POEM: A Full Life

Charlie’s was full
Every available space laden to wrest
His well suited
To his interests
Taxidermy and robotics

This short poem offers a challenge to what it means to have a full in , where increasing speed and are worshiped as the means to a good .  I am a big fan of rest and empty spaces as an essential way to fully round out one’s .  Our ’s to , fitting in (“well suited”), and a focus on narrow interests has most of us bamboozled.  In this poem, the and the productive meet in the metaphor of taxidermy and robotics, representing the deadening and effects of an overfull life.  This metaphor also juxtaposes and avocation, where it is unclear what is a and what is a hobby.  While this may be confusing, it hints at the underlying connection that a capitalistic makes.  works best when we devote ourselves to both /productivity AND wants to own both and avocation.  Of course, an endless array of avocations are offered, as long as they support the of some product or service, hopefully in the service of distracting you from the emptiness of your “full” life and the avaricious of endless “growth.”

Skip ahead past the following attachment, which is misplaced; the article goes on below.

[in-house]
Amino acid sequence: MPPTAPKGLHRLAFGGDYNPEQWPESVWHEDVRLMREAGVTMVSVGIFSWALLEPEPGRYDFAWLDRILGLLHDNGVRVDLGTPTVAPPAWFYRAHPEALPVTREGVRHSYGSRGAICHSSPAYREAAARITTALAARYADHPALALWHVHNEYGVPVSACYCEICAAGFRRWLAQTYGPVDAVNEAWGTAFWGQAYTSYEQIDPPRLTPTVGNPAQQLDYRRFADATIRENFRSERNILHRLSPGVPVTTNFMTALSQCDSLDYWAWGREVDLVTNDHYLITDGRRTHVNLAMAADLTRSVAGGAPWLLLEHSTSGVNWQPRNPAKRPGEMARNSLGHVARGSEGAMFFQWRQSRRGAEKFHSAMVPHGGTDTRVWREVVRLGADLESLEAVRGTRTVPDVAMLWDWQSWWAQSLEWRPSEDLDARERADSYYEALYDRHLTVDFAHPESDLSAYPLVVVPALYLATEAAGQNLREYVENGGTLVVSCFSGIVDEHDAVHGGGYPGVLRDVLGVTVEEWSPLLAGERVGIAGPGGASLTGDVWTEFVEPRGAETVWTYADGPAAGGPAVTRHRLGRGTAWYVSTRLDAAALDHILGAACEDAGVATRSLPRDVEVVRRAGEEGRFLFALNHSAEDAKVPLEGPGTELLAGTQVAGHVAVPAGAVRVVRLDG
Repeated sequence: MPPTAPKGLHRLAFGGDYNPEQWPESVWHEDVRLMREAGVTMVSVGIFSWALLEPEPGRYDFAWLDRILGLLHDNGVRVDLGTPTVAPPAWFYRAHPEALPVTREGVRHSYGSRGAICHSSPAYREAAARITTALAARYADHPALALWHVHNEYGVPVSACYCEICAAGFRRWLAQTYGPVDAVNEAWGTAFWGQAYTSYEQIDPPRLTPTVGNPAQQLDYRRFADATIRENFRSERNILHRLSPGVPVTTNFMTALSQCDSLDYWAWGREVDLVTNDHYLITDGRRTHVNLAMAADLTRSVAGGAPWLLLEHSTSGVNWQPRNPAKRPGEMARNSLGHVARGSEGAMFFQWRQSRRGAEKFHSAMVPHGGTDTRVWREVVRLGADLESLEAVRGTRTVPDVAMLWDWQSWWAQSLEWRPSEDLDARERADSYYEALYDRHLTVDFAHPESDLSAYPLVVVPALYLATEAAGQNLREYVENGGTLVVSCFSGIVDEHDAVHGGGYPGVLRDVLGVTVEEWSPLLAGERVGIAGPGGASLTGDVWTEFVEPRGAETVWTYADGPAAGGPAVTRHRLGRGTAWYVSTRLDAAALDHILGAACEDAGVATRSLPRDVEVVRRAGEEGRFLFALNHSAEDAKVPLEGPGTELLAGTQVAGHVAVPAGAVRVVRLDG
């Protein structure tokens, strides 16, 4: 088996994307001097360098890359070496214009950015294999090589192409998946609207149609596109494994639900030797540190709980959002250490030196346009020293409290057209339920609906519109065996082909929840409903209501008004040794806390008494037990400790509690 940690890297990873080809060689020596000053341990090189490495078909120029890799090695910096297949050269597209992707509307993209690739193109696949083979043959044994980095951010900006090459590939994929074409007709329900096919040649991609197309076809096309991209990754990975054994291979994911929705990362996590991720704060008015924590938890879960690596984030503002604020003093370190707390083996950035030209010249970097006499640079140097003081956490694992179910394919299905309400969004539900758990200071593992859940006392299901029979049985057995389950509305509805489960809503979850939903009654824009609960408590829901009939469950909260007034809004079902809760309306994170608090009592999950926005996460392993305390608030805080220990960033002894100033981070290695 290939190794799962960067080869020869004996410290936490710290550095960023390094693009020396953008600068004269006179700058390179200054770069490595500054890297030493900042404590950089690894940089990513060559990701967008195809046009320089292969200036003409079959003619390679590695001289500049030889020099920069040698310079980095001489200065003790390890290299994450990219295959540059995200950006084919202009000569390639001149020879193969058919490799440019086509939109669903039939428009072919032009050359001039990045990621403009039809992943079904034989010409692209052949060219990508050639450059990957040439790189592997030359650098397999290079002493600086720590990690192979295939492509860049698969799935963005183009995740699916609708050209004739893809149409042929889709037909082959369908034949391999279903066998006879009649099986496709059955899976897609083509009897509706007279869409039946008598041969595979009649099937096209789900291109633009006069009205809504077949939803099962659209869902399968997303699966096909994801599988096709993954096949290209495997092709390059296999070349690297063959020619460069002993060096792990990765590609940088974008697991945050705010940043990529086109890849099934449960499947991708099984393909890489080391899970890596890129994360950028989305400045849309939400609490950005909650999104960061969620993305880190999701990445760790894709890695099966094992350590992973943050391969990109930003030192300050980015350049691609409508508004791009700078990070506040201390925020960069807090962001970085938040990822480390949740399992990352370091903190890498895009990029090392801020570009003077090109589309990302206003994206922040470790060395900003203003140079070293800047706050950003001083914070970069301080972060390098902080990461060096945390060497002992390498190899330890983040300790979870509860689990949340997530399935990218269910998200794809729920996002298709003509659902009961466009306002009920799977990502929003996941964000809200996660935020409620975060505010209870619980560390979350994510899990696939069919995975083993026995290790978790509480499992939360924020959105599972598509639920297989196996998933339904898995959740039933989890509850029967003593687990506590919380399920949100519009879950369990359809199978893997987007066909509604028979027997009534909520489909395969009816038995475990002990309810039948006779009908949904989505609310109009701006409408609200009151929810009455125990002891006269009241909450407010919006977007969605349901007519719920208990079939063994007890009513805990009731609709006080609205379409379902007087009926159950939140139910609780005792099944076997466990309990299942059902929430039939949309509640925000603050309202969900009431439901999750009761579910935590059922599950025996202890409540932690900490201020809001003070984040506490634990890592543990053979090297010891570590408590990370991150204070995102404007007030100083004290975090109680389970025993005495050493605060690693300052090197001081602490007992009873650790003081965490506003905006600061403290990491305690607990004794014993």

Emptiness can be .  This is why works best when it crams every available space with inane crap.  ’s very life depends on it.  Surely, must provide abundant avenues to distract us from our emptiness.  However, emptiness is not empty!  If we sit with our emptiness, in the sense of lack of fulfillment, this will foment unrest poorly suited for capitalism.  Even further, in experiencing empty spaces and , we expand our , the framework upon which we see things, allowing us to truly grow.  Buddhists and Taoists are particularly adept at exploring such realities.  Deists might frame this as being the language of , that small, still voice.

After experiencing a period of relaxation, have you ever then experienced increased or dread when “going back to ” appears on the horizon?  In a life abundant in and , while requires effort, it does not require dread.  Dread is a sign of imbalance.  Chronic dread signifies a shortage of .  Dread speaks to us.  One of the central concepts (the first of the Four Noble Truths) of Buddhism is often stated in English as “Life is .”  I have heard this elaborated upon as realizing that life requires effort (work).  Work is not the enemy.  Work is an integral part of life — as is rest .  The issue becomes how to achieve and minimize .  I like the of breathing in and out as a metaphor for whether breathing in or out is better misses the point — as is often the case in Western convergent thinking.  If you do ask which is better, the only sensible response is “what did you do last?”  If work causes , then rest.  If rest causes , then work.  If everything causes you , then look to emptiness.  Of course, emptiness often looks like rest, but there is good work to be done there…

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